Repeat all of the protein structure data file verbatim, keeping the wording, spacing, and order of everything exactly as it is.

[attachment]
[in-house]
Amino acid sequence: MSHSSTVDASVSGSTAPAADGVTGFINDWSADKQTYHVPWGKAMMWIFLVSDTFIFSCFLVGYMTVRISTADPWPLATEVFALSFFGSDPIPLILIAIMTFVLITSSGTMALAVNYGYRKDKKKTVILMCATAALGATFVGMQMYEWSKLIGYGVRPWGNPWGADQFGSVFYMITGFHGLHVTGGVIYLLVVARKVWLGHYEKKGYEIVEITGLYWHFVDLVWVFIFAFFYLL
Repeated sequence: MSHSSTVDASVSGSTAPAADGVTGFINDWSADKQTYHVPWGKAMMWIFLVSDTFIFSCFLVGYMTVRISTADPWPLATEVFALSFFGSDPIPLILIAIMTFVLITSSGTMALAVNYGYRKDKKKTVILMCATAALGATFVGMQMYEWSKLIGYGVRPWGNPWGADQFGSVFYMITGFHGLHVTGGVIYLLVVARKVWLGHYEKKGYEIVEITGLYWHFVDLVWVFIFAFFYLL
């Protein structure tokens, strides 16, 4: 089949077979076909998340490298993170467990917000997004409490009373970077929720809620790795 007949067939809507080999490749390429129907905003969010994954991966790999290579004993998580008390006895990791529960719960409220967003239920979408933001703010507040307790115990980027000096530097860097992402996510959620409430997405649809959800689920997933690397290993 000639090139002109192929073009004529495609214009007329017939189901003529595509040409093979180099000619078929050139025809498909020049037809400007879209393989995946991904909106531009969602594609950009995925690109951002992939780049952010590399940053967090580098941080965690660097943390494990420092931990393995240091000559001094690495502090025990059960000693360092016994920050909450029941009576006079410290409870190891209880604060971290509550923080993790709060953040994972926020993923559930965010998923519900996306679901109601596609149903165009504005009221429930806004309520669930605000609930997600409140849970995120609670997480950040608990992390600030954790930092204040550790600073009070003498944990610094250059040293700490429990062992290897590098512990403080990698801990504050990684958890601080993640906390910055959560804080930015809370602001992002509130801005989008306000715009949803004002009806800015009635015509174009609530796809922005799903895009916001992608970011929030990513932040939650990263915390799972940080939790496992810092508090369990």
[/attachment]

[in-house]
Amino acid sequence: MSHSSTVDASVSGSTAPAADGVTGFINDWSADKQTYHVPWGKAMMWIFLVSDTFIFSCFLVGYMTVRISTADPWPLATEVFALSFFGSDPIPLILIAIMTFVLITSSGTMALAVNYGYRKDKKKTVILMCATAALGATFVGMQMYEWSKLIGYGVRPWGNPWGADQFGSVFYMITGFHGLHVTGGVIYLLVVARKVWLGHYEKKGYEIVEITGLYWHFVDLVWVFIFAFFYLL
Repeated sequence: MSHSSTVDASVSGSTAPAADGVTGFINDWSADKQTYHVPWGKAMMWIFLVSDTFIFSCFLVGYMTVRISTADPWPLATEVFALSFFGSDPIPLILIAIMTFVLITSSGTMALAVNYGYRKDKKKTVILMCATAALGATFVGMQMYEWSKLIGYGVRPWGNPWGADQFGSVFYMITGFHGLHVTGGVIYLLVVARKVWLGHYEKKGYEIVEITGLYWHFVDLVWVFIFAFFYLL
């Protein structure tokens, strides 16, 4: 089949077979076909998340490298993170467990917000997004409490009373970077929720809620790795 007949067939809507080999490749390429129907905003969010994954991966790999290579004993998580008390006895990791529960719960409220967003239920979408933001703010507040307790115990980027000096530097860097992402996510959620409430997405649809959800689920997933690397290993 000639090139002109192929073009004529495609214009007329017939189901003529595509040409093979180099000619078929050139025809498909020049037809400007879209393989995946991904909106531009969602594609950009995925690109951002992939780049952010590399940053967090580098941080965690660097943390494990420092931990393995240091000559001094690495502090025990059960000693360092016994920050909450029941009576006079410290409870190891209880604060971290509550923080993790709060953040994972926020993923559930965010998923519900996306679901109601596609149903165009504005009221429930806004309520669930605000609930997600409140849970995120609670997480950040608990992390600030954790930092204040550790600073009070003498944990610094250059040293700490429990062992290897590098512990403080990698801990504050990684958890601080993640906390910055959560804080930015809370602001992002509130801005989008306000715009949803004002009806800015009635015509174009609530796809922005799903895009916001992608970011929030990513932040939650990263915390799972940080939790496992810092508090369990």